There's something truly unique about alcohol that isn't true of any other addictive substance on the planet.
Except nicotine, sugar, caffeine, etc.
Honestly I'd say your argument is a much better fit for sugar.
I'm saying this as someone who went off it for a few years, and now back on it, trying to quit.
Tremendously addictive, and it's EVERYWHERE.
Birthday? Cake. Meeting up with friends? Drinks. Easter? Candy. Date? Chocolate. Did something good? Reward with cookies.
I sound like I'm on some bandwagon, but I'm not trying to argue that honey or agave or anything else is better, but there's very little sugar naturally in any real food, and we can't escape it.
Alcohol is at most gatherings, but it really isn't nearly as pervasive.
By the way, if you're looking for a way to get a clean break from sugar, following the paleo induction plan "Whole30" has worked well for me. The initial withdrawal symptoms are not fun, but the limited time span and the clarity of the program made it relatively easy to do.
Feel free to email if you want to discuss. I'm so glad to be off it again; I feel healthier and my mood is so much more positive and even.
I didn't have any trouble quitting last time, but having a family and more commitments now makes it tougher to completely revamp your habits.
What I find most fascinating is how I can look outside myself and notice how my rational brain time and time again gets disregarded by impulse, while knowing what I know. It's like observing someone else.
I have clear memories and notes over how (as you describe) my mood was better and I felt healthier, yet an immediate impulse with a fleeting effect takes priority, while knowing it will only prolong the problem.
Fruits have a surprisingly low glycemic index because they aren't processed and you have to get through fiber and digest the cells before having access to all of the sugar. I've changed my diet to avoid sugar and notice that I very rarely feel actively hungry/crashy vs. before, and most fruit is just fine.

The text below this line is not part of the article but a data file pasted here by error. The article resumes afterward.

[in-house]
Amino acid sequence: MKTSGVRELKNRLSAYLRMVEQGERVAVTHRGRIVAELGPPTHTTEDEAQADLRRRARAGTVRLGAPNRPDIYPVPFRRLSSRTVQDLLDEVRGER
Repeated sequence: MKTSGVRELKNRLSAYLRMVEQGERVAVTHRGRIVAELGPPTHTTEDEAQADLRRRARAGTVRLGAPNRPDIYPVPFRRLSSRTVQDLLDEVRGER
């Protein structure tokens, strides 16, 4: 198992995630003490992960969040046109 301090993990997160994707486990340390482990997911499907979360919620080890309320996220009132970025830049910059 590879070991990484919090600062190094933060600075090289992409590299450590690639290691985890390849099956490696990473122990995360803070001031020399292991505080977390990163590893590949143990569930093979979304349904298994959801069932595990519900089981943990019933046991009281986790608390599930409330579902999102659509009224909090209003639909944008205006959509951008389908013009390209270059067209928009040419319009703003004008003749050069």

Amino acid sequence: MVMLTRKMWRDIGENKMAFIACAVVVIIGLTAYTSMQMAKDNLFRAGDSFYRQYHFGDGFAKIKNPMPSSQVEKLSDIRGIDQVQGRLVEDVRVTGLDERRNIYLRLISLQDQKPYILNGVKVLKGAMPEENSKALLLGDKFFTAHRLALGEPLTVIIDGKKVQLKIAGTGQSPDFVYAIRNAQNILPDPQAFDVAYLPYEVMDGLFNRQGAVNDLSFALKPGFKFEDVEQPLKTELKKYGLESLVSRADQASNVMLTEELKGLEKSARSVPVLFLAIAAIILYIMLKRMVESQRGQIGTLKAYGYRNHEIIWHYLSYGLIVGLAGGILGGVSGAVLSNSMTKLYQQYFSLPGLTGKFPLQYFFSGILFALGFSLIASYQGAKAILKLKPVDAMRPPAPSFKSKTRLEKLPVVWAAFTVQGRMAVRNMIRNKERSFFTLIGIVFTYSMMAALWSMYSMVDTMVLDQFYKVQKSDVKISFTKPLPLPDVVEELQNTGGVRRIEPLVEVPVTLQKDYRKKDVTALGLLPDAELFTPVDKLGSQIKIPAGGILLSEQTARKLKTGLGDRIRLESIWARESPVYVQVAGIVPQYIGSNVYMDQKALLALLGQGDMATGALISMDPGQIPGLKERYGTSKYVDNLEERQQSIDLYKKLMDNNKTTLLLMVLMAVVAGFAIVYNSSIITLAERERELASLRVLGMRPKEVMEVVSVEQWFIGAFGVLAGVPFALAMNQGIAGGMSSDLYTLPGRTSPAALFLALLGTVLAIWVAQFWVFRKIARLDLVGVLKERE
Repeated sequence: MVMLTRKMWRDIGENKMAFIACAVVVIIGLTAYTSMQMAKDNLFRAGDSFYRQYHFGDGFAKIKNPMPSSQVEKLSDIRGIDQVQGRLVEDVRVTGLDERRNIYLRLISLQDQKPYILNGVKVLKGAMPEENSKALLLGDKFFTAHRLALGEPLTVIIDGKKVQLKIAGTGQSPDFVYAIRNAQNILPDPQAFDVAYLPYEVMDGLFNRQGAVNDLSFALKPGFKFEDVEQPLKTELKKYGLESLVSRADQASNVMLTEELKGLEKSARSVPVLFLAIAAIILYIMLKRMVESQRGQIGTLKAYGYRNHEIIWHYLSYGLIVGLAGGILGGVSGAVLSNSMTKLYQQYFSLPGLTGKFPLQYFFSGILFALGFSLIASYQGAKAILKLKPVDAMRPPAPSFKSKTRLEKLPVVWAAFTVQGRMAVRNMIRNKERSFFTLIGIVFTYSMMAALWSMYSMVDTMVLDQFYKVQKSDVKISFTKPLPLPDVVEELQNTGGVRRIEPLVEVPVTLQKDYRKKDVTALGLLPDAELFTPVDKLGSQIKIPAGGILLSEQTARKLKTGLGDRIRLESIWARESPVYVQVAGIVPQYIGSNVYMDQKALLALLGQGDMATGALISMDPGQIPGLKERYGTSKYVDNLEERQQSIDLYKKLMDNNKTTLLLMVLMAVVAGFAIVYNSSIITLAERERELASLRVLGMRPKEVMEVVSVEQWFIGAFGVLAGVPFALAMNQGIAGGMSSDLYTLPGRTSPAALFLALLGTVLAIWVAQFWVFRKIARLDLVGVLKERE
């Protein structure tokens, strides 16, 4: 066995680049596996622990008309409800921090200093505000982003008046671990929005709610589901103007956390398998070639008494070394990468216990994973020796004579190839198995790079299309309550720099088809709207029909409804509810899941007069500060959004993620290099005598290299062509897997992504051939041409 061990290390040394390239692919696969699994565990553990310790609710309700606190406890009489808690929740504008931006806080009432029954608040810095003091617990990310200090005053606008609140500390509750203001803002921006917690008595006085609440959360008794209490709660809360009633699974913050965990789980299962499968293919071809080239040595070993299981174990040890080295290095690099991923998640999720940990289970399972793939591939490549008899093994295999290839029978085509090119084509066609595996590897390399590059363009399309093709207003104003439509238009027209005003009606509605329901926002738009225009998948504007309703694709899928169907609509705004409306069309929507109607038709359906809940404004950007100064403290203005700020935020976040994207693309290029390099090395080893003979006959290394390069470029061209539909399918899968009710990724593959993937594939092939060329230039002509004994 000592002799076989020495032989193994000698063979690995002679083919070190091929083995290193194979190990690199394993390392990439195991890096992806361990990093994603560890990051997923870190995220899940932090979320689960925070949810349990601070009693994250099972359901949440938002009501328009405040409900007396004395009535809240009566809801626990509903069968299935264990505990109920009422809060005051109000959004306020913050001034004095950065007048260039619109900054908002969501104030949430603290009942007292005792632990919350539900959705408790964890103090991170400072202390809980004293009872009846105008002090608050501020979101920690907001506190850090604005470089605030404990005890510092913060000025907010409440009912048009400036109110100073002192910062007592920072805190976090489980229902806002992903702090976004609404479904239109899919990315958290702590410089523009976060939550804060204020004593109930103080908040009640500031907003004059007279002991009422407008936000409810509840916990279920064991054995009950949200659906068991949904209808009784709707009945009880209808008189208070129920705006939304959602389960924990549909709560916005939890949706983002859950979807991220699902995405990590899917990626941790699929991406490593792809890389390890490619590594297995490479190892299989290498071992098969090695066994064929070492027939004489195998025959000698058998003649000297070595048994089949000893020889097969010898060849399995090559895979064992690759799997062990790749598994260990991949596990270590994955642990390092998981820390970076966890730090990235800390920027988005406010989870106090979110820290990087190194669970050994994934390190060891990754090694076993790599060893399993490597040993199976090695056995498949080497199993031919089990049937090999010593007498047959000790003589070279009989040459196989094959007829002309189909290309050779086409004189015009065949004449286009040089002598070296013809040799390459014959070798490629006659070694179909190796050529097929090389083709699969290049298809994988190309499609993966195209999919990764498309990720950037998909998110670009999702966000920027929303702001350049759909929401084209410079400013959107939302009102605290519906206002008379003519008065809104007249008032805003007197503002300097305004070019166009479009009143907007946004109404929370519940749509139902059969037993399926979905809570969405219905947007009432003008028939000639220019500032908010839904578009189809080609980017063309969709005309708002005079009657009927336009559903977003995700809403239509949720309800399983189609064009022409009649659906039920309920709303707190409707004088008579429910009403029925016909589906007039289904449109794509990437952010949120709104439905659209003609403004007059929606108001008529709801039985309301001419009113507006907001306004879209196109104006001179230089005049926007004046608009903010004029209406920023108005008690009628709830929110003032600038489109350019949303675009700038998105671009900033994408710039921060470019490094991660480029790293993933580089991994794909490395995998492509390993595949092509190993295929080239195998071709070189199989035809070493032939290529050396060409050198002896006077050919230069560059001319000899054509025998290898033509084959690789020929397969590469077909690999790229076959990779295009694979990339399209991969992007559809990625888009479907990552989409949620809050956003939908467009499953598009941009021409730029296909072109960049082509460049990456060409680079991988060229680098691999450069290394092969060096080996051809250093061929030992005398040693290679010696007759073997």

Ice Cream (premium): 37
Sponge Cake: 46
Frosted Flakes: 55
Snicker's Bar: 55
Fruits really are very high GI compared to regular snack foods. They're relatively healthy for other reasons though.
But I get your point, it shouldn't really be about what's naturally occuring, but how it affects your body. I stay away from fruit as well.
Alcohol is a viable a substitute for carbohydrates for feeding nerve cells. Ethanol -> acetate -> ATP. Some research was published a few years ago about how the brains of heavy drinkers switch to running on acetate....
I'm not sure about pervasiveness, though. In the US, a lot more people are caffeine dependent. And Facebook's MAU is way higher than alcohol's.
But there only so much parents can do AND there is this thing called 'sense of belonging' that influence kids to be as much as their peers
That's really insane man. Take care of yourself. :)
However, to me, there is something special about emails that makes them a much personal way to communicate. When I send an email to a friend, I feel like I made a personal connection. I feel I like the person a lot more when I write an email to them and get an email back. When I commented on/liked a facebook status, it just feels like it's some shit I have to do when I am bored. Since I deleted my facebook, it turns out that there are very few friends/acquaintances that I added on Facebook that I feel like I need to connect on a personal level. That's very strange.
In some ways it feels like I've never been this lonely before. It makes me realize just how superficial most of my connections really were. I moved around a lot and had a sizable group of friends I would interact with on facebook, but now that it's gone... only three of them still make the effort to text or call me at least once a week to catch up. Sure, I have more friends who are simply indisposed and busy, but because they have social media they don't seek much interaction outside of it and so we don't talk.
It honestly hurts and the last two nights I've actually broken into long crying fits over how lonely I feel, because I feel like I don't connect with anyone, even the people I do talk to. I know facebook wasn't providing that level of connection I desired, but I realized it had tricked me into thinking it did. I realized that in the past, when I felt this kind of loneliness-induced depression creeping up, I would get on social media just to look at other human beings and remind me I'm not on a rock by myself and other people are dealing with the same emotions. Decent short-term solution for getting rid of the symptoms, but it did nothing to address the problem itself.